A pack of gum. A fast-food hamburger—excluding tax. One through the Hawks for Haiti program. Obviously, the media has digital music download. All can be bought for a single American the power to set the precedent for Americans to give before such dollar. But for 80 percent of the population of the disastercatastrophes occur because In some places, life itself is a disaster. stricken Caribbean nation, one dollar is all that is available to If Americans were aware of the everyday struggles Haitians live on. For most of them, that dollar will not be allocated to encountered before the earthquake, it would have been common a pack of Stride or Lady Gaga’s “Bad Romance.” But without procedure for Americans to donate to them. Even during the the media attention that catastrophic events have drawn to the aftermath of the earthquake, Americans were more informed nation of Haiti, most Americans would pay no attention to the about unimportant occurrences, including “Samantha the impoverished people of a country 750 miles southeast of Florida. Gorilla’s 40th birthday,” a story WLWT broke just days after. Because a donation to Haiti also presents the opportunity for News outlets need to realize that they have the power to a tax write off, with April 15th rolling around, Americans seem to institute change. This does not mean manipulating the news; it be the most charitable they have been since Hurricane Katrina. means reporting what needs to be reported. People are not aware The problem is that the altruism in Americans only comes out of issues to which they are not exposed. Take the pressing issue after natural disasters. Through no fault of their own, most of the conflict in Darfur for example. According to savedarfur. Americans are blind to the ongoing problems in the rest of the org, in 2004 only 14 percent of Americans polled knew about the world because of the media’s obsession with public interest and crisis in the North African region. Based on a poll by the same personal stories. The fact that Balloon Boy is a household name organization, by 2007, after the conflict received exposure from exemplifies the absurdity displayed by the national news on “The media has the power to set the precedent every broadcast. America’s fascination with a father’s botched attempt at obtaining his own reality TV show by using his sixAmericans to give before catastrophes occur.” year-old son, Falcon, is nothing short of asinine. Obviously, there was plenty of suffering going on in the the Save Darfur Coalition and other institutions, the figure had Republic of Haiti, before the 7.0 earthquake and its aftershocks risen to 59 percent. struck the country’s capital city, Port-au-Prince. The misfortune It is clear that Americans respond overwhelmingly to media that Haitians experienced was under-reported by most American exposure. News outlets that do not report the news do not media outlets. A CNN.com search for Haiti turns up 1,640 deserve the right to keep the word news in their title. If primeresults, but 1,026 of them are connected to the earthquake. The time were not taken up by endless commentary on trivial subjects, remaining 614 results are from 1995 to the present, meaning such as Tiger Woods’ extra-marital affairs, maybe Americans that the earthquake spurred more CNN stories on Haiti than the would be more informed of the issues that affect other nations. previous 15 years had. News outlets have the power to be the beacon of change. If It has become obvious that when disaster strikes, which Rupert Murdoch really is “the man who owns the news,” then he media reports, Americans generously donate. During the Gulf holds the power to change its current state, to stray from strictly Coast Hurricanes of 2005, East students donated more than conservative commentary and objectively report on issues that $3,000 to the relief effort and the same happened recently actually matter. n contact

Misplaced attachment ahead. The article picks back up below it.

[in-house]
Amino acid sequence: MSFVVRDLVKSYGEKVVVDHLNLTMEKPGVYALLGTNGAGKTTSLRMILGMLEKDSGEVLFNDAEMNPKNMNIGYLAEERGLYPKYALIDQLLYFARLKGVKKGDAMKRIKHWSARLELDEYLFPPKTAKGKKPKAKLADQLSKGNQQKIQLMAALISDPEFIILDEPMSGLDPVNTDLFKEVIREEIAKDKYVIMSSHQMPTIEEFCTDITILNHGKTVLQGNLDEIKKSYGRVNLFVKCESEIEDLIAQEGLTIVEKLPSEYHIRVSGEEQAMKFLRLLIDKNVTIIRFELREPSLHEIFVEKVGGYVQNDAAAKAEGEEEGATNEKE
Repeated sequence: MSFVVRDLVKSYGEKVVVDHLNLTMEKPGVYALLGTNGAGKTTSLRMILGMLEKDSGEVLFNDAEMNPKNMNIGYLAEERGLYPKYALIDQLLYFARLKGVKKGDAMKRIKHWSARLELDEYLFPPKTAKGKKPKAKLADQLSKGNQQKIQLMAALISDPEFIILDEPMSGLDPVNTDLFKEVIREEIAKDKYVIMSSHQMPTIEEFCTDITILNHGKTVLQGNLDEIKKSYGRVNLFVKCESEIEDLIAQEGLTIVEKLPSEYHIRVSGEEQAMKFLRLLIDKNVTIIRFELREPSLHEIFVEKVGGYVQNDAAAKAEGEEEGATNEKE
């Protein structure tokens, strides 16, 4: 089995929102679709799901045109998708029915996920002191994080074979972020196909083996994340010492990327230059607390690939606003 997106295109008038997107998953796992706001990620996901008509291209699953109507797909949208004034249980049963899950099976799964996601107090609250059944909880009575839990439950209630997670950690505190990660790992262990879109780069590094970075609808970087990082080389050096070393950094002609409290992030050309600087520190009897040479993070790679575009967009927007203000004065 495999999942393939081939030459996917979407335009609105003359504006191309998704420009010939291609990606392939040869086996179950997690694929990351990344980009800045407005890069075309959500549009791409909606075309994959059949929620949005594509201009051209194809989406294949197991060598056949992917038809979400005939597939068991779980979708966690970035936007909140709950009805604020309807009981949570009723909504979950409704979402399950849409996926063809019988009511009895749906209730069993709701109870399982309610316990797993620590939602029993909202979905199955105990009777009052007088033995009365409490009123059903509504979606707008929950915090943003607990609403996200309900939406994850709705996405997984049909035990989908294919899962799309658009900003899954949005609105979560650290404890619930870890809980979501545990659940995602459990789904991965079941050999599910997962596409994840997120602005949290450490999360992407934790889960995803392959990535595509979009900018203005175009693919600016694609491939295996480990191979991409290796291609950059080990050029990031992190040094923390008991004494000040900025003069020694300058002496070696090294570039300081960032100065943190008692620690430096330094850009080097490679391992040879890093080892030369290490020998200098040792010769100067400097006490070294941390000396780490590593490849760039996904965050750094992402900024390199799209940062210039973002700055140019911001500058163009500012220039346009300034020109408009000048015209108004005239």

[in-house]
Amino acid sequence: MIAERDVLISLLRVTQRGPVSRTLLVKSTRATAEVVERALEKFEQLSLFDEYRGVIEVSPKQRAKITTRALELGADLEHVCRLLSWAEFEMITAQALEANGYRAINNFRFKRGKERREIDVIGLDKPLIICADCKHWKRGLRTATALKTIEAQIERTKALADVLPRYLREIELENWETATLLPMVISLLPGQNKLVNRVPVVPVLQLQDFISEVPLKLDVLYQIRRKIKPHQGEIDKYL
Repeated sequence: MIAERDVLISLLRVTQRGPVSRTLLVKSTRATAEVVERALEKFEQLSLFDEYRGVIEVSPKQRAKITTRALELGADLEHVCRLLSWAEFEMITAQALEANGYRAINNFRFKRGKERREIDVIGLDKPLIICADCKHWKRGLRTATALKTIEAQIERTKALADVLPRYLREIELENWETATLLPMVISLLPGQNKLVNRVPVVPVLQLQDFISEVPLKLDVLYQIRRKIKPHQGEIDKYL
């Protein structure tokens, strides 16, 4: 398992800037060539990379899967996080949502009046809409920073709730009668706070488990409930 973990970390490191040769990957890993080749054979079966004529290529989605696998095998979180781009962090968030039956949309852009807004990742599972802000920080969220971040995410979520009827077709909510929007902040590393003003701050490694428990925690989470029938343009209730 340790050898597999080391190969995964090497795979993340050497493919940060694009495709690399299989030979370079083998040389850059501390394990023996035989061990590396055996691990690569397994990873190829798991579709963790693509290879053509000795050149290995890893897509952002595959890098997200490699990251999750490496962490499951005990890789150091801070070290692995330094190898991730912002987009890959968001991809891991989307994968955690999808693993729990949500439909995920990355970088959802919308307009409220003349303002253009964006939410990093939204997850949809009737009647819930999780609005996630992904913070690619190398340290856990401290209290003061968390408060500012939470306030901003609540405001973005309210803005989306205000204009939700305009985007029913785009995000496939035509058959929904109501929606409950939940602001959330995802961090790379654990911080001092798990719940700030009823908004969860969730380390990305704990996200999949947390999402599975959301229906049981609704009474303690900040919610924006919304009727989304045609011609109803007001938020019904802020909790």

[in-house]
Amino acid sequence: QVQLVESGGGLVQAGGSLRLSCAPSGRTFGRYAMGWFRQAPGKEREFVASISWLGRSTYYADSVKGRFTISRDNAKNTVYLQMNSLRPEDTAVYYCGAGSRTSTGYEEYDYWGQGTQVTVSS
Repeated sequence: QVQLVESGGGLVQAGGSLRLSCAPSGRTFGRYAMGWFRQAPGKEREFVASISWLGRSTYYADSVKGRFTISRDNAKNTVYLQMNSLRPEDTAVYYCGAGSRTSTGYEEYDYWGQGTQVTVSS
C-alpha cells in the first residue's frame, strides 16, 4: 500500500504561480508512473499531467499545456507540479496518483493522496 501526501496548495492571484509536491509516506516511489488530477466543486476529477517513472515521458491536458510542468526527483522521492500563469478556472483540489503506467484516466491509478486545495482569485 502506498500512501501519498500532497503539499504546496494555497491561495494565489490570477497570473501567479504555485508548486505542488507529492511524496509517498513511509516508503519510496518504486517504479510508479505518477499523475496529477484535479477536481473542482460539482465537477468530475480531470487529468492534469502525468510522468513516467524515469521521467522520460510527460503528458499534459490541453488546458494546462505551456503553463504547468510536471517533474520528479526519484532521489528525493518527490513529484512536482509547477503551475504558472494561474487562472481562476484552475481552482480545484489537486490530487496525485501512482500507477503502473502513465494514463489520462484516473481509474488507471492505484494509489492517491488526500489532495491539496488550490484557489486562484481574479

Faiz at email@example.com
65 | Spark | March 17, 2010
opinion | finishing touch